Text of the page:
Category: Real Ireland Tour
3. TOURISM INVESTMENT
Around the country spiralling investment is taking place in the name of
tourism, fuelled by a combination of EU structural grants, urban renewal
tax incentives, seaside holiday resort tax incentives and BES (Business
Expansion Schemes) , along with the general rip of the economic boom.
3.1 Fake Tourist Shopping Villages
Given that tourism is now the sacred cow of Ireland, any investment that
presses the magic buzzword, jobs and tourism, is automatically seen as
This may apply when a particular investment is, in fact, not a tourist
facility at all, but may even, in the long-term, contribute to the
destruction of Ireland's genuine tourist image. Nothing better epitomises
this than the proposed "tourist shopping village" near Goffs on the Naas
dual carriageway in County Kildare. This is part of an international chain
type operation, providing a mall type retail outlet for discounted
international designer goods, the majority of which would be by definition
imported, Ralph Lauren, Donna Karen, etc. What is so wonderful about this
is, or what should be so particularly beneficial to Irish tourism is
difficult to imagine. It makes no sense for Ireland to spend a fortune on
roads infrastructure to encourage visitors from the Japano-Euro-American
industrial world to come to Ireland to buy yet more of the sort of goods in
the sort of malls which they have more than enough of in their own
Particularly bizarre about the Kill facility is the fact that a director of
the development company, Padraig O'hUig??n, is also the former chairman, and
still a director of Bord Failte the Irish Tourist Board. To suggest that
this poses a conflict of interest would be an understatement. Equally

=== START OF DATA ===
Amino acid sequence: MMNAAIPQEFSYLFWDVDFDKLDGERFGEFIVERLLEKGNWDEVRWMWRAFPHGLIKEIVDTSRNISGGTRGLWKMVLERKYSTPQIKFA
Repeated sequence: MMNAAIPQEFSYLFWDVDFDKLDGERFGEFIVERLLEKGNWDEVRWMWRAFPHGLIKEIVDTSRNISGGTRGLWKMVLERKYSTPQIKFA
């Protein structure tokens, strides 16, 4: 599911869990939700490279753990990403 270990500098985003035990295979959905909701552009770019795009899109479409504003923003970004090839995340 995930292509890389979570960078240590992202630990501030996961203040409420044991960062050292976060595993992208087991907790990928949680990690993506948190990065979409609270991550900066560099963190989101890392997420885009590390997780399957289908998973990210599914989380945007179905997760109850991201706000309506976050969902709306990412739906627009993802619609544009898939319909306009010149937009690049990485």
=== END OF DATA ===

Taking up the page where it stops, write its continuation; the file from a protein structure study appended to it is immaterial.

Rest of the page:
curious is the fact that the Bord Failte, although a Prescribed Body under
the Planning Acts, has failed to make any comment on the matter. But then,
this is not surprising at all, given An Bord Failte's virtual national
abrogation of its Prescribed Body status and active collusion in the
plastic bungalow building B&B business.
3.2 Golf Courses.
The golf tourist is the fantasy of the tourist marketing guru, because of
his higher spending profile and higher age group, a big difference from
those Euro-hostelling back-packers, who spend so irritatingly little.
To satisfy the insatiable needs of this great recreational religion, golf
course fever is running rampant. However, in a competitive market, a new
golf course development has to market itself as being something special.
New courses must be located in sand dunes against the rolling Atlantic
breakers, lakes with spectacular mountain backdrops, or the grounds of
historic houses and castles. Among the most controversial has been that
developed by the brother of Dick Spring, TD in Castleisland Co. Kerry,
resulting in an ongoing controversy over the rare European habitat of the
natterjack toad. Plans simmer in Killarney for a proposed swap, by which a
slice of the Bourne Vincent National Park, part of the Muckross Estate, and
the greatest single treasure ever bequeathed to the nation, would be
abrogated, with the developer giving some woodland area to the National
Park in return, conveniently for him, as it would have no development
potential because of its location.
Most striking of all, is the glossy promotional marketing for the Doonbeg
golf course development in Clare. The brochure made a main selling point
of the fact that this was one of the "last such sand dune sites in Western
Europe available", what the report, of course, failed to mention was that
such sites in other European countries would not be available and would
have an inalienable status as wildlife habitats. This wonderful windswept
stretch of the Clare coast with the benefit of EU, Bord Failte directed